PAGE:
Hide table of contents

Epistemic status: The advice I give is based on anecdotic experience, and what works well for me might not transfer well to others, but my past self would have found this article quite useful

As part of the application to FHI’s Summer Fellows Program I had to submit a research proposal, and once I finished my original proposal I had to engage again with the process to select my next research project.

In this article I will explain the particular approach I chose for this task, and provide some commentary on what worked well and what did not.

I expect you will get a lot of mileage out of this article if you are an early career researcher struggling to generate research ideas or if you are considering pursuing a career in research and would like to peek into how an important chunk of a researcher’s time is spent.

In short, my top advice for early career researchers is:

  • Create a pipeline that allows you to note down interesting research questions without committing to them and share them with others to receive feedback
  • To come up with research questions, read research agendas and talk to other people to find disagreements.
  • Think about what makes a good research project to develop taste. My personal take is that what matters most is having concrete research questions, that you can devise a good methodology to answer those questions, that the output you intend to produce has a clear audience and goals and that your environment and background are a good fit to the question.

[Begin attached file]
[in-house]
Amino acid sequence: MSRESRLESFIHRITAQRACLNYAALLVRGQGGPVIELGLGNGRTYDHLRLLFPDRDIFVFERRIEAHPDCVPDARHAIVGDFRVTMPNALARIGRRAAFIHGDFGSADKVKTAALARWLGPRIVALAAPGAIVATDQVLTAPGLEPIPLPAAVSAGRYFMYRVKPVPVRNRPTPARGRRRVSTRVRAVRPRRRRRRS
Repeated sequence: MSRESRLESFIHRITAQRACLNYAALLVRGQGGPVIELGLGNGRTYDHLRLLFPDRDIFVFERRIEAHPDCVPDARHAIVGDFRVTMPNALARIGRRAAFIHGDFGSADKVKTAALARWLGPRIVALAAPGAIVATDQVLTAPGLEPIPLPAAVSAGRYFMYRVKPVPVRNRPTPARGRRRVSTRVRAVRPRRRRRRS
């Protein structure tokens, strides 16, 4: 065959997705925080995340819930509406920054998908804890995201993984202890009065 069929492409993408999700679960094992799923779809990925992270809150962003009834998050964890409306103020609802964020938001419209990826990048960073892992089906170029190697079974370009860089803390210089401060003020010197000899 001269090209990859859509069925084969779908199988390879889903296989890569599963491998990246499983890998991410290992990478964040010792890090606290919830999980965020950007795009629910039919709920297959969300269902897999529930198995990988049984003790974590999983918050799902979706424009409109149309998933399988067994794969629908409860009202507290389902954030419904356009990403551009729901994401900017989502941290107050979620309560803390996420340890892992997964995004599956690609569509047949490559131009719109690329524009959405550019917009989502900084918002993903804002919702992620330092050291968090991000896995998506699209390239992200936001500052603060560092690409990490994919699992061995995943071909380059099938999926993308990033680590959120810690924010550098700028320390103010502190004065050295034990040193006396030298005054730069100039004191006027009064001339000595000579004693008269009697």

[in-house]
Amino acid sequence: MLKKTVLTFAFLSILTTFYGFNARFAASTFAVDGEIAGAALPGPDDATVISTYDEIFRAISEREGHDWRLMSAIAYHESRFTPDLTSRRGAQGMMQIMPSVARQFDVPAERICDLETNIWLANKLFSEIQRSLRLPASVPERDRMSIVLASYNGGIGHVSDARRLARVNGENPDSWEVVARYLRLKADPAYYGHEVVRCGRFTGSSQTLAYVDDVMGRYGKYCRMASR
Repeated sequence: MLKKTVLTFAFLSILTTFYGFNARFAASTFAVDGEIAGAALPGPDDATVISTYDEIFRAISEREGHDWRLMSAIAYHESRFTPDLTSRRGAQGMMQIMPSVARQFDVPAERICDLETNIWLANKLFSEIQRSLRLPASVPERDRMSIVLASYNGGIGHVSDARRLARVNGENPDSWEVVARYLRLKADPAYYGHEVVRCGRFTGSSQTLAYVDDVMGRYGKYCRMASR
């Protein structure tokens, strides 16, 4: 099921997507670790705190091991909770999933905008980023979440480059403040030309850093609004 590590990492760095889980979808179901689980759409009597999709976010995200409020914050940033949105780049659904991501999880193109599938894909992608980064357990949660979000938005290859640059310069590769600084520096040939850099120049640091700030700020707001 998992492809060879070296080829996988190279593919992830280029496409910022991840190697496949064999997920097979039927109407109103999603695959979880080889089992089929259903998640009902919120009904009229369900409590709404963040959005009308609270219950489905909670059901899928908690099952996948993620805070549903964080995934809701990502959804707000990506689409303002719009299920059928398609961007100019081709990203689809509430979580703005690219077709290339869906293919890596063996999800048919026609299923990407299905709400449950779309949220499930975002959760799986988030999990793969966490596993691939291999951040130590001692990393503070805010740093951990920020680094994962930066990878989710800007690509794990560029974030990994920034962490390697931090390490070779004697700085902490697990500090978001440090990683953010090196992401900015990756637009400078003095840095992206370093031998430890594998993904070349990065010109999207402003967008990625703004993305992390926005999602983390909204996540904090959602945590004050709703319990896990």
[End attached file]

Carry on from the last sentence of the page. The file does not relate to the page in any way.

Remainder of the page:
• When selecting between ideas, try to fail fast, and don’t be afraid to discard ideas. To do this, try writing up outlines of the projects and schedule conversations with other researchers with overlapping interests.
  • To avoid spending too much time on the meta level, preallocate time to making the decision. If you have trouble deciding between concrete projects, just pick the one you are most excited about and work on it until you find a roadblock.

Generating and prioritizing research proposals is a critical part of strategic research, and my impression is that systematic approaches are underexplored.

The overall process I used is split up in three chunks: generating research ideas, curating the ideas and operationalizing the ideas. We will cover each of these parts in separate sections of this article.

The outcome of this process is a detailed outline of a research project, which clearly explains the methodology and value of a project and that can be reused as an introduction to a potential publication.

The whole process took ~2 weeks. Progress was uneven, on some days I progressed a lot on the research proposal generation and others I just focused on other projects.

Brainstorming ideas

For the brainstorming phase I set up a brainstorming document where I collected questions that had drawn my attention, together with useful context and notes on what inspired the idea in a bullet point format.

To fill the list I resorted to the following strategies:

  • Reading research agendas
  • Talking to other people and finding disagreements
  • Creating taxonomies of areas of interest

Reading research agendas proved to be quite fruitful. With research agendas I mostly refer to collections of open questions compiled by other researchers. If you already have a topic of interest you can search research agendas focused precisely on that; if not they can provide an excellent introduction to new areas of research.

Some examples of research agendas are Allan Dafoe’s AI Governance Research Agenda [REF], Luke Muehlhauser’s How to study superintelligence strategy [REF] or OpenPhil’s Important unresolved research questions in macroeconomic policy [REF].

Talking to people and finding disagreements was also really useful, albeit it is harder to execute on demand. I had some really good research ideas finding common topics of interest with other researchers, finding out we disagreed about a particular decision we both cared about and finding the root of the disagreement.